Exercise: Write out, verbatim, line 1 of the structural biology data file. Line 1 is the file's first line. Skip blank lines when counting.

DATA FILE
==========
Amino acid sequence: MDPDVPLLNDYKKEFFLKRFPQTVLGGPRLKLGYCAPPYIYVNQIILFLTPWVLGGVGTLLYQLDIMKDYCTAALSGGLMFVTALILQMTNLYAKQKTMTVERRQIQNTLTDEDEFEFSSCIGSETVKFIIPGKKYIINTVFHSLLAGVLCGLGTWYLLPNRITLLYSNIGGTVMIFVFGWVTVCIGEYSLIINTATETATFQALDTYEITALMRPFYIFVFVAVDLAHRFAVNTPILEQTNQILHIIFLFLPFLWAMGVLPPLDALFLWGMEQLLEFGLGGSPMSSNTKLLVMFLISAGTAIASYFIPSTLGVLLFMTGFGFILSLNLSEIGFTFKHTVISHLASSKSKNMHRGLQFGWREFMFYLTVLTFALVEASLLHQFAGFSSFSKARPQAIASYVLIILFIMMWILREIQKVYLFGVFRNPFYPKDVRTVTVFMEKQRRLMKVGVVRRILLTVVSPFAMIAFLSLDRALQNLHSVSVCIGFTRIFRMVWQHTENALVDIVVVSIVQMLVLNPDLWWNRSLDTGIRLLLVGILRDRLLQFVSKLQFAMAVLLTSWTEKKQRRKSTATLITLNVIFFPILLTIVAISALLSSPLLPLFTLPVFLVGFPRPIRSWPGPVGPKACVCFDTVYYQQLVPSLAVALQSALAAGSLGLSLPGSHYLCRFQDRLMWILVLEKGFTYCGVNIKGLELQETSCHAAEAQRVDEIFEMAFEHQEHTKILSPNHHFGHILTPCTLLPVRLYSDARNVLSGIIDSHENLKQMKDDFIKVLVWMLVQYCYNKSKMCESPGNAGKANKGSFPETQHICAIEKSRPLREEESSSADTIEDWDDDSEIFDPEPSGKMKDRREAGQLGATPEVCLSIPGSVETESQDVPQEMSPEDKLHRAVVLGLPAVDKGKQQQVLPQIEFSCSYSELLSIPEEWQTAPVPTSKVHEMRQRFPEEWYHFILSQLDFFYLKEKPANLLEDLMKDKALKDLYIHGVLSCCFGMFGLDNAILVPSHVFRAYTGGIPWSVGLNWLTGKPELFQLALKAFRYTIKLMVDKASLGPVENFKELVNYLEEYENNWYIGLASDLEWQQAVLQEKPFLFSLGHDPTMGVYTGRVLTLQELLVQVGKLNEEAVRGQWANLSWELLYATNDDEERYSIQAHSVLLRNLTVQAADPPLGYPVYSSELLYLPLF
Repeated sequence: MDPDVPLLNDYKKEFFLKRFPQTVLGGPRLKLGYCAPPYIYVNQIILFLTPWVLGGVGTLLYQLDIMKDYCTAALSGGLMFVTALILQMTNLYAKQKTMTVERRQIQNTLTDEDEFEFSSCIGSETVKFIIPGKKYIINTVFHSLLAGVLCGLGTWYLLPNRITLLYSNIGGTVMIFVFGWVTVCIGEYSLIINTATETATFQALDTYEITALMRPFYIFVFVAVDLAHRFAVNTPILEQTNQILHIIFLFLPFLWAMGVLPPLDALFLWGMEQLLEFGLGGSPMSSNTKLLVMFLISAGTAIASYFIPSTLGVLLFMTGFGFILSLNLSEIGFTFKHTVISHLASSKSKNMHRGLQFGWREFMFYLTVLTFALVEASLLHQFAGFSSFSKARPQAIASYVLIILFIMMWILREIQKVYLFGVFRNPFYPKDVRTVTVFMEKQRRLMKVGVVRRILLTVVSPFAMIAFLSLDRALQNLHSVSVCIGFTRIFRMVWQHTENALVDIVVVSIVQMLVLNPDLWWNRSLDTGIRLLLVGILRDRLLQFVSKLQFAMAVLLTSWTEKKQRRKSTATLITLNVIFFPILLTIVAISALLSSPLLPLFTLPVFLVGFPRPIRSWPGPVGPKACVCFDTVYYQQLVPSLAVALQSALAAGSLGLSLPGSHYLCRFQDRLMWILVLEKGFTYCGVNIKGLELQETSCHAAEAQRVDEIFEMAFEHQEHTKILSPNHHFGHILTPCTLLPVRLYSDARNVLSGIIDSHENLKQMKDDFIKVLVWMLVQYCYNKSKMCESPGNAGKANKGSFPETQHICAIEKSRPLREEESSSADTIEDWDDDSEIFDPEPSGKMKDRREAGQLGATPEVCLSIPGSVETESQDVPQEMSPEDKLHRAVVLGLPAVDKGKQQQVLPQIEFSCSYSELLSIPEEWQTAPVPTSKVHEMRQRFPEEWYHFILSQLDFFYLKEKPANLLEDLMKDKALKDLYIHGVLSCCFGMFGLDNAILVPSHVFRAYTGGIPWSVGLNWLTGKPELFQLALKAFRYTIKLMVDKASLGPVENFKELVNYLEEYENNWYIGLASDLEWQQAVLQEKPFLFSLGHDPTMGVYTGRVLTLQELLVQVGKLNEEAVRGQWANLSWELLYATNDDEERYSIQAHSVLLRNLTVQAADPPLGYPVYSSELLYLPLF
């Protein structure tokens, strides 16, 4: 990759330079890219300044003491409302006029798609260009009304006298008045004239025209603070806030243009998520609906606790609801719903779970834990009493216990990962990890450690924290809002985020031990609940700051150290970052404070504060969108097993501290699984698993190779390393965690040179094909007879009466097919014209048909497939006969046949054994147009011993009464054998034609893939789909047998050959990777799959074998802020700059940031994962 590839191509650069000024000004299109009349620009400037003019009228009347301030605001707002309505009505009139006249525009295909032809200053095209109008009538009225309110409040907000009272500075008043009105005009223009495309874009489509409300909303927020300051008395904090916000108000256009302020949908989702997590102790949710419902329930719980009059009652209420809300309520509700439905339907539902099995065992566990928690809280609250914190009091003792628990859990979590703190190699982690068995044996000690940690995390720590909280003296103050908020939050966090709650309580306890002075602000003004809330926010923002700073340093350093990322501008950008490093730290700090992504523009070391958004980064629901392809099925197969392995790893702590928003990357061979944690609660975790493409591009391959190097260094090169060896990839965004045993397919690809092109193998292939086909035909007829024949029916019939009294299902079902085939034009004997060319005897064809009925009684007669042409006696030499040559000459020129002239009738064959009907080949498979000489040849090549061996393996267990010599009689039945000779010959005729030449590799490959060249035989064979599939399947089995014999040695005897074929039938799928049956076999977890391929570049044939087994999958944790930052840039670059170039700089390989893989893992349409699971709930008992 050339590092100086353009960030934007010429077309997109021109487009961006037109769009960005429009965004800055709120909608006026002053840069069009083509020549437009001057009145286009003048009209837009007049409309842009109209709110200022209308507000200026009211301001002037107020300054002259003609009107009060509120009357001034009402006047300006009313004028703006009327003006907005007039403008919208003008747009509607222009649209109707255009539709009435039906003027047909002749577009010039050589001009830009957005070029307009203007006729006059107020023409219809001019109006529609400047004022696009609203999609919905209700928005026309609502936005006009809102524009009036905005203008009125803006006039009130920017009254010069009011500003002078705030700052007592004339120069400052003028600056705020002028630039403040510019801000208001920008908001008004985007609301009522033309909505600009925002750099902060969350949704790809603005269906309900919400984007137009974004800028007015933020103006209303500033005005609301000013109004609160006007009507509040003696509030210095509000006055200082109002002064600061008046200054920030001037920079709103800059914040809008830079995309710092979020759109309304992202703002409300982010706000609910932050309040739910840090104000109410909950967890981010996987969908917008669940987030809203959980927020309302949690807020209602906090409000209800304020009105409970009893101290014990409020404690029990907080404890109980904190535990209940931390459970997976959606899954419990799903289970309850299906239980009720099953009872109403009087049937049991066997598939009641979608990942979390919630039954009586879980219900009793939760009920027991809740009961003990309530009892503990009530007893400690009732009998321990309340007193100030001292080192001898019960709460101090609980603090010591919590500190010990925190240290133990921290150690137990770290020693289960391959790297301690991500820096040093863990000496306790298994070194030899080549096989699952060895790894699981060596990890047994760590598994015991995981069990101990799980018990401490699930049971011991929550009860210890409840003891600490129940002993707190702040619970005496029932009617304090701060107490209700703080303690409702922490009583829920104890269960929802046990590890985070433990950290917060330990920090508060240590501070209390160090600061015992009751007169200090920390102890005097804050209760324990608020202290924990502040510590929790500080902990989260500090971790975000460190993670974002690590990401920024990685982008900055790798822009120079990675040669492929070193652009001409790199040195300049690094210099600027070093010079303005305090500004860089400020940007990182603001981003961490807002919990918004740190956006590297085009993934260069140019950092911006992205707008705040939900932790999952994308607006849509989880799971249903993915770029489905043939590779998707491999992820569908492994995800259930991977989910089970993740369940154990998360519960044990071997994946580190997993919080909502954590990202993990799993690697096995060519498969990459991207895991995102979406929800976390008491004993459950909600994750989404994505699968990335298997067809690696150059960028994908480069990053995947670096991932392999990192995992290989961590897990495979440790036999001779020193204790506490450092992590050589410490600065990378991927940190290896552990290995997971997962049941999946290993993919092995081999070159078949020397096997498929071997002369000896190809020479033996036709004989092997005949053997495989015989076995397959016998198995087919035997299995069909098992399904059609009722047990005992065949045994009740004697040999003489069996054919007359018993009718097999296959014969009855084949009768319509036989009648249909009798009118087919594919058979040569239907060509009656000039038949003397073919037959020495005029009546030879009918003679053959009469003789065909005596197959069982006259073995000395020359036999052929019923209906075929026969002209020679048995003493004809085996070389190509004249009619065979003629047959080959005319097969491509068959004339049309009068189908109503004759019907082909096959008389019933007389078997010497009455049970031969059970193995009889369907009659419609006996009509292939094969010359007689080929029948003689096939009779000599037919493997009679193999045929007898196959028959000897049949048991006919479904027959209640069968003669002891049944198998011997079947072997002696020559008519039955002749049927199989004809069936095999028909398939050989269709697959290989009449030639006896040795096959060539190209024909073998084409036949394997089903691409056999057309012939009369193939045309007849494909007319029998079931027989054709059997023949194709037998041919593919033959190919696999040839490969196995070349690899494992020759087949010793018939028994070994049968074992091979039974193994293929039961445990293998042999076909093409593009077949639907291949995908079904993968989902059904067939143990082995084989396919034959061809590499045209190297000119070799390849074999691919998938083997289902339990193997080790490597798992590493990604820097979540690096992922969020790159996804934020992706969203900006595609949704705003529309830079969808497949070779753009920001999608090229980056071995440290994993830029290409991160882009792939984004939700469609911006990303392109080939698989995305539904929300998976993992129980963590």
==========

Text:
Amino acid sequence: MDPDVPLLNDYKKEFFLKRFPQTVLGGPRLKLGYCAPPYIYVNQIILFLTPWVLGGVGTLLYQLDIMKDYCTAALSGGLMFVTALILQMTNLYAKQKTMTVERRQIQNTLTDEDEFEFSSCIGSETVKFIIPGKKYIINTVFHSLLAGVLCGLGTWYLLPNRITLLYSNIGGTVMIFVFGWVTVCIGEYSLIINTATETATFQALDTYEITALMRPFYIFVFVAVDLAHRFAVNTPILEQTNQILHIIFLFLPFLWAMGVLPPLDALFLWGMEQLLEFGLGGSPMSSNTKLLVMFLISAGTAIASYFIPSTLGVLLFMTGFGFILSLNLSEIGFTFKHTVISHLASSKSKNMHRGLQFGWREFMFYLTVLTFALVEASLLHQFAGFSSFSKARPQAIASYVLIILFIMMWILREIQKVYLFGVFRNPFYPKDVRTVTVFMEKQRRLMKVGVVRRILLTVVSPFAMIAFLSLDRALQNLHSVSVCIGFTRIFRMVWQHTENALVDIVVVSIVQMLVLNPDLWWNRSLDTGIRLLLVGILRDRLLQFVSKLQFAMAVLLTSWTEKKQRRKSTATLITLNVIFFPILLTIVAISALLSSPLLPLFTLPVFLVGFPRPIRSWPGPVGPKACVCFDTVYYQQLVPSLAVALQSALAAGSLGLSLPGSHYLCRFQDRLMWILVLEKGFTYCGVNIKGLELQETSCHAAEAQRVDEIFEMAFEHQEHTKILSPNHHFGHILTPCTLLPVRLYSDARNVLSGIIDSHENLKQMKDDFIKVLVWMLVQYCYNKSKMCESPGNAGKANKGSFPETQHICAIEKSRPLREEESSSADTIEDWDDDSEIFDPEPSGKMKDRREAGQLGATPEVCLSIPGSVETESQDVPQEMSPEDKLHRAVVLGLPAVDKGKQQQVLPQIEFSCSYSELLSIPEEWQTAPVPTSKVHEMRQRFPEEWYHFILSQLDFFYLKEKPANLLEDLMKDKALKDLYIHGVLSCCFGMFGLDNAILVPSHVFRAYTGGIPWSVGLNWLTGKPELFQLALKAFRYTIKLMVDKASLGPVENFKELVNYLEEYENNWYIGLASDLEWQQAVLQEKPFLFSLGHDPTMGVYTGRVLTLQELLVQVGKLNEEAVRGQWANLSWELLYATNDDEERYSIQAHSVLLRNLTVQAADPPLGYPVYSSELLYLPLF